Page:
For those of you who do not know, grunge was a distinctive sound born out of the cold desolate scene of Seattle in the early 1990s. Its heavy reliance on sludgy power chords, a generous amount of guitar distortion, skull rattling drums and melancholic lyrics was a sharp diversion from the pop-heavy 80s power ballads that defined the previous decade. The rawness of grunge is often expressed in our collective memory as an aesthetic of plaid shirts, worn down jeans and teenage angst. While it’s uncertain how much of grunge can be defined by such a narrow pop culture, one thing is clear from a listen — that era of music’s freshness is as relevant as ever before. While we have long passed the days of Nirvana, Pearl Jam and Soundgarden, problems such as mental health and sexual assault still permeate today. A misconception of all the buzz surrounding the grunge label in the early 90’s was that due to the heavy guitars and drum beat, grunge was no different than the ultra-masculinized heavy metal that preceded it. This couldn’t be farther from the truth. Grunge focused specifically on critiquing existing social evils to make way for a newer and more progressive social order.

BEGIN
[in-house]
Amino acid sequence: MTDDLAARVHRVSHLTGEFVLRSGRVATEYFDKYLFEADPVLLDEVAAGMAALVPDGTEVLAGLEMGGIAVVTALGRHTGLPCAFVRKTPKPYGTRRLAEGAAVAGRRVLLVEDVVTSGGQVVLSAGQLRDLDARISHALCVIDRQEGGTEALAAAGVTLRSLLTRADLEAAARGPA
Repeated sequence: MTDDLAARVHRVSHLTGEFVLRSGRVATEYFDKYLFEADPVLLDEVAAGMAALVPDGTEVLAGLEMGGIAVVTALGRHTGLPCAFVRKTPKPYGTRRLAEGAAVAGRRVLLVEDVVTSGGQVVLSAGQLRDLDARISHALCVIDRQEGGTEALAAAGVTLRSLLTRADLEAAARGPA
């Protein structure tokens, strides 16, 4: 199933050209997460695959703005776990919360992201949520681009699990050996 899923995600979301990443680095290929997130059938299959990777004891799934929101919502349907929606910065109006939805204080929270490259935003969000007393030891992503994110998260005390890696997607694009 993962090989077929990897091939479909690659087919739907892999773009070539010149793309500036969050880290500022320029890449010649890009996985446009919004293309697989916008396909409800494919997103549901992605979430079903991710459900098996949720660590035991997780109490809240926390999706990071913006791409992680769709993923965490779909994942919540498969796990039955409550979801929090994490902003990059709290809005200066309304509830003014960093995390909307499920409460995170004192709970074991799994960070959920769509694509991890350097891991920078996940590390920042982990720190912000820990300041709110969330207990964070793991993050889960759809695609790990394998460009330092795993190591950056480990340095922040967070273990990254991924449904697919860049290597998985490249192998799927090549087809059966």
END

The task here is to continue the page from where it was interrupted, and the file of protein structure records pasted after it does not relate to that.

Nirvana’s song “Rape Me” is, Corbain claims, characteristic of Nirvana’s ironic critique of patriarchal norms, and was intended as an anti-sexual assault battle cry. Growing up with a single mother in a troubled neighborhood, Cobain saw firsthand the pressures put on women. In a 1993 interview, Cobain explained, “I couldn’t find any friends (at school), male friends that I felt compatible with, I ended up hanging out with the girls a lot. I just always felt that they weren’t treated with respect. Especially because women are totally oppressed.” The Nirvana song “Polly” follows the disturbing perspective of a serial rapist, based on a 1987 incident with Tacoma resident Gerald Friend offered a 14 year old girl a ride home from a concert. In the CD for Nirvana’s “Incesticide,” released shortly after “Polly,” Kurt spelled out his frustration of his newfound misogynistic audience, saying “At this point I have a request for our fans. If any of you in any way hate homosexuals, people of different color, or women, please do this one favor for us — leave us the fuck alone! Don’t come to our shows and don’t buy our records.” While grunge itself may have died out, grunge influenced popular music by centering the empowerment of women and women’s issues. As The Daily Beast wrote, “Women now dominate mainstream pop in a way they didn’t in the ’90s, resulting in megastar acts like Lady Gaga and Amy Winehouse, who are (or could have been) the brains as well as the face of their operations. In many ways, this normalization of feminism in rock represents the most lasting impact of the great alternative rock revolution…”